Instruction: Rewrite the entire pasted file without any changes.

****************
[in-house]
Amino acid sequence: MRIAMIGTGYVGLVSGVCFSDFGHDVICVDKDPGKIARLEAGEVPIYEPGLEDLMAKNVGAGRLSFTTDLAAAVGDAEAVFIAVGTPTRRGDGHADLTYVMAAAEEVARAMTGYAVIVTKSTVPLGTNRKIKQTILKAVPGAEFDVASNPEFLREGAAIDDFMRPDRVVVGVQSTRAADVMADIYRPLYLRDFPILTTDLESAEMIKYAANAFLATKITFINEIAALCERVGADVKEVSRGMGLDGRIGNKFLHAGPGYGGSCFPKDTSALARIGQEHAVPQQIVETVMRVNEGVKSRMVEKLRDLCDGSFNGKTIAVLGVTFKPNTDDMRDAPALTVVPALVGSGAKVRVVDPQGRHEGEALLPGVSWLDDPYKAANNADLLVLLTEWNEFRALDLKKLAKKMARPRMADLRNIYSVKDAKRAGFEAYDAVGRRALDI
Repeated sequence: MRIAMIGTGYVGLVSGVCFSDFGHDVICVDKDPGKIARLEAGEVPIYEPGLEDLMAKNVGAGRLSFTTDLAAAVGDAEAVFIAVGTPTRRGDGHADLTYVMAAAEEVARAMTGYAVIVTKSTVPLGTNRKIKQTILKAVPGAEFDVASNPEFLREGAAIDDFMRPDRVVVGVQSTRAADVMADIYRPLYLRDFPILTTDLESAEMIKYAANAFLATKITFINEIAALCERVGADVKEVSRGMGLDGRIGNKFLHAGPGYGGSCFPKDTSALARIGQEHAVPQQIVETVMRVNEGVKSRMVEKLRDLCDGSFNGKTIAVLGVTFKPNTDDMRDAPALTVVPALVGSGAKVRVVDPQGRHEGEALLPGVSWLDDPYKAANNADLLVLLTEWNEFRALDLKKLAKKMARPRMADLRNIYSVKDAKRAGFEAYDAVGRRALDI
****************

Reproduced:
[in-house]
Amino acid sequence: MRIAMIGTGYVGLVSGVCFSDFGHDVICVDKDPGKIARLEAGEVPIYEPGLEDLMAKNVGAGRLSFTTDLAAAVGDAEAVFIAVGTPTRRGDGHADLTYVMAAAEEVARAMTGYAVIVTKSTVPLGTNRKIKQTILKAVPGAEFDVASNPEFLREGAAIDDFMRPDRVVVGVQSTRAADVMADIYRPLYLRDFPILTTDLESAEMIKYAANAFLATKITFINEIAALCERVGADVKEVSRGMGLDGRIGNKFLHAGPGYGGSCFPKDTSALARIGQEHAVPQQIVETVMRVNEGVKSRMVEKLRDLCDGSFNGKTIAVLGVTFKPNTDDMRDAPALTVVPALVGSGAKVRVVDPQGRHEGEALLPGVSWLDDPYKAANNADLLVLLTEWNEFRALDLKKLAKKMARPRMADLRNIYSVKDAKRAGFEAYDAVGRRALDI
Repeated sequence: MRIAMIGTGYVGLVSGVCFSDFGHDVICVDKDPGKIARLEAGEVPIYEPGLEDLMAKNVGAGRLSFTTDLAAAVGDAEAVFIAVGTPTRRGDGHADLTYVMAAAEEVARAMTGYAVIVTKSTVPLGTNRKIKQTILKAVPGAEFDVASNPEFLREGAAIDDFMRPDRVVVGVQSTRAADVMADIYRPLYLRDFPILTTDLESAEMIKYAANAFLATKITFINEIAALCERVGADVKEVSRGMGLDGRIGNKFLHAGPGYGGSCFPKDTSALARIGQEHAVPQQIVETVMRVNEGVKSRMVEKLRDLCDGSFNGKTIAVLGVTFKPNTDDMRDAPALTVVPALVGSGAKVRVVDPQGRHEGEALLPGVSWLDDPYKAANNADLLVLLTEWNEFRALDLKKLAKKMARPRMADLRNIYSVKDAKRAGFEAYDAVGRRALDI